Better then my "tac cloth" lol spelling sux

#676 1 year ago

I am curious how folks are handling touch ups with Spraymax. Vid's guide suggests spraying a light coat of clear before touching up, but that sounds difficult to do with Spraymax. Has anyone had success either touching up before clear coating or after doing a light coat of Spraymax?

#677 1 year ago
Quoted from frisbez:

I am curious how folks are handling touch ups with Spraymax. Vid's guide suggests spraying a light coat of clear before touching up, but that sounds difficult to do with Spraymax. Has anyone had success either touching up before clear coating or after doing a light coat of Spraymax?

SM2K is like regular clear-coat. You can do touch-ups before spraying (that is what I do) or after a first layer.

Yves

#678 1 year ago
Quoted from Toeckeder:

Awesome product.
3 cans:
Can #1
Intensive cleaning with Naphta
2 thick coats, 20 minutes or so in between
Drying 36 hours
Dry sanding 400 grid with a good sanding block
Can #2
Naphta again
2 thick coats, 20 minutes or so in between
Drying 36 hours
Dry sanding 800 grid with a good sanding block
Can #3
Naphta
2 thick coats, 20 minutes or so in between
Drying 48 hours
Wet sand 1000-1500-2000 with a good sanding block
Compound Presta "Ultra cutting crème" with proper pad (3 inch pad on a drill)
Presta "Ultra polish" with proper pad (different) 3inch pad on drill
Wax

[quoted image][quoted image]

Hey folks, just doing this so it`s easily find able for me soon.

#679 1 year ago
Quoted from northerndude:

Hey folks, just doing this so it`s easily find able for me soon.

That’s one way to do it.

But in case you weren’t aware, there is another very useful feature in the forums... you can click the bookmark symbol near the bottom left of the post and then click “save post bookmark”. It even allows you to add tags so you can search your bookmarks later. I use tags such as “mods” or “tech repair” or “restoration”, etc.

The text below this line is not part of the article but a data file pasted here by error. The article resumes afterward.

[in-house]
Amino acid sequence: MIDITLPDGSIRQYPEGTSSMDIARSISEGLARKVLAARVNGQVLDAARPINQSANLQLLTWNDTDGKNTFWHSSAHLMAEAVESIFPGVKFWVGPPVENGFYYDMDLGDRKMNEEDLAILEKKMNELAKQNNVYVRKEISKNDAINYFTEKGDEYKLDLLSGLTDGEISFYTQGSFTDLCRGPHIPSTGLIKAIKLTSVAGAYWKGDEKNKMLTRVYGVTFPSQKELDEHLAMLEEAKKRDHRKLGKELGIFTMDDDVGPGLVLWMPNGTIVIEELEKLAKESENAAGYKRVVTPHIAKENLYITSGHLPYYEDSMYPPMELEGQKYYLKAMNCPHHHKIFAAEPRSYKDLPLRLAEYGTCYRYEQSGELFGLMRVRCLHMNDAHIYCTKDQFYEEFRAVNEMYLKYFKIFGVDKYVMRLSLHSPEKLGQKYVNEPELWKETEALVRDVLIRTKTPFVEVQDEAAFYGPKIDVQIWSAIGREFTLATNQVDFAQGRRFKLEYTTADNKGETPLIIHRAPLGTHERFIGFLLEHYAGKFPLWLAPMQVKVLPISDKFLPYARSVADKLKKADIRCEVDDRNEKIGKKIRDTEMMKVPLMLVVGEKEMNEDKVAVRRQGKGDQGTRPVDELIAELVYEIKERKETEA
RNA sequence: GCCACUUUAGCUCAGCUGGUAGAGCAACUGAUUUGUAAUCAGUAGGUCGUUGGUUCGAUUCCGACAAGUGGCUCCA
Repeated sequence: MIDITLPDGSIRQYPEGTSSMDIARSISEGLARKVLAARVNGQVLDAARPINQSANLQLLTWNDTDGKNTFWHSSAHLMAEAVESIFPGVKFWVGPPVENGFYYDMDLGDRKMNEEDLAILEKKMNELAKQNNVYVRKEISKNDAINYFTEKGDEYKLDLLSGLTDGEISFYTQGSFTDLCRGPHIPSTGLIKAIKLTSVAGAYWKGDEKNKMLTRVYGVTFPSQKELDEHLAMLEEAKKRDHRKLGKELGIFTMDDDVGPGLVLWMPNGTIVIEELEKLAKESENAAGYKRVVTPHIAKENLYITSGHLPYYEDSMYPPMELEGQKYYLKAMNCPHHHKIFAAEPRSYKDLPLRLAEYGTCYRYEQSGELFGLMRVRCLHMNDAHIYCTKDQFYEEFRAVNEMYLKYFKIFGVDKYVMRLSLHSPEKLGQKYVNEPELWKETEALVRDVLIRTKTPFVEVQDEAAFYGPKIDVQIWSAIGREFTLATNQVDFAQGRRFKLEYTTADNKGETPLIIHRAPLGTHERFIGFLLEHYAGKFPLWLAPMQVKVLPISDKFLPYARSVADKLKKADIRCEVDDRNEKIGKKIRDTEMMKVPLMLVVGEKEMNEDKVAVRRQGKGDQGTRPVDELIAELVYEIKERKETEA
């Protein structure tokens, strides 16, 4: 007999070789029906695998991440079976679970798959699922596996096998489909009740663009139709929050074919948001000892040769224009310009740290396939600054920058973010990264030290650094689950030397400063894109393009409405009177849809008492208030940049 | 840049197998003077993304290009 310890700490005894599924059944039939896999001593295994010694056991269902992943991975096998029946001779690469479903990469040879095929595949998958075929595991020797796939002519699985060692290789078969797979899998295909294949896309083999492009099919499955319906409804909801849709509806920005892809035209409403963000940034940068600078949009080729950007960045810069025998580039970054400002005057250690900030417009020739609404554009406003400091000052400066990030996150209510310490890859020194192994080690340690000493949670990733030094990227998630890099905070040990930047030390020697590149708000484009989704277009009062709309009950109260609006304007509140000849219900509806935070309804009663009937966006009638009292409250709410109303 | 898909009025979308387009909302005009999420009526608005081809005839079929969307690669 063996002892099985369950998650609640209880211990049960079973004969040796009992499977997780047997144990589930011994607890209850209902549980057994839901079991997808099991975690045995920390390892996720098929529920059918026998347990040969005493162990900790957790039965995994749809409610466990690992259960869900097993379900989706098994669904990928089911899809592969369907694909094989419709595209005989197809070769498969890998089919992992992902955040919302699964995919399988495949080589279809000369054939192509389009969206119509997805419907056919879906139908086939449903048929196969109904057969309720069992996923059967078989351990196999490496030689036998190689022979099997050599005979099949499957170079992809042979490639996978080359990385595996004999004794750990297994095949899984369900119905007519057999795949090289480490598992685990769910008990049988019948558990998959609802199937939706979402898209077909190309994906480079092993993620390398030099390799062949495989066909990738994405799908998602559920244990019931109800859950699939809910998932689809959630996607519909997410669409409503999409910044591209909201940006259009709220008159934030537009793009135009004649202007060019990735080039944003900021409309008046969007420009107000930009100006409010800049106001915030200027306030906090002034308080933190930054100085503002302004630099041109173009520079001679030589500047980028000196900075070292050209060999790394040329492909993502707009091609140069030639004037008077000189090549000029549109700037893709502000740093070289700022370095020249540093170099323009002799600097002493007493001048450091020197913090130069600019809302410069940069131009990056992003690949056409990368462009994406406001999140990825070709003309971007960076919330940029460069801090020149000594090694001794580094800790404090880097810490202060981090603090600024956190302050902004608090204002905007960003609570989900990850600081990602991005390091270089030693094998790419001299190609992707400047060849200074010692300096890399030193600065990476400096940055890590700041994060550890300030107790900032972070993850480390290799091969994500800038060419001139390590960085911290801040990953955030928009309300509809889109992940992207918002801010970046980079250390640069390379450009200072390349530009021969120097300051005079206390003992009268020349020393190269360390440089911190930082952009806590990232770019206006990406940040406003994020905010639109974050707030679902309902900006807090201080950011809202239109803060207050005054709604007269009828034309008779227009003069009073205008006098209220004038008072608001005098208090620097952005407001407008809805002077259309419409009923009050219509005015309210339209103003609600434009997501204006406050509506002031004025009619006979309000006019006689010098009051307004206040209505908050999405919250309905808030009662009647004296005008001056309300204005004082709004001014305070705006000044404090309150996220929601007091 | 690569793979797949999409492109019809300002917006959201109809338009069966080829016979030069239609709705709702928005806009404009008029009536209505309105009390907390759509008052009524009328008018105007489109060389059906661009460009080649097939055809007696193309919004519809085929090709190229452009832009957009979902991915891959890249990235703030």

You can basically build your own library of useful posts that you’d like to refer back to.

#680 1 year ago
Quoted from Pinzap:

That’s one way to do it.
But in case you weren’t aware, there is another very useful feature in the forums... you can click the bookmark symbol near the bottom left of the post and then click “save post bookmark”. It even allows you to add tags so you can search your bookmarks later. I use tags such as “mods” or “tech repair” or “restoration”, etc.
You can basically build your own library of useful posts that you’d like to refer back to.

Ahhhhh,
On that side, I was looking for something like that. Thx!!!

#681 1 year ago

Just sprayed my last two heavy coats tonight. Hopefully I'll be able to let it cure a couple of weeks and then wet sand and buff.

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#682 1 year ago

Nice job epeabs! That will be a smooth BK when you are done.

#683 1 year ago

I also did my last heavy coat on sunday morning using the Spray Max. Going to wait till Friday then start the final wet sand.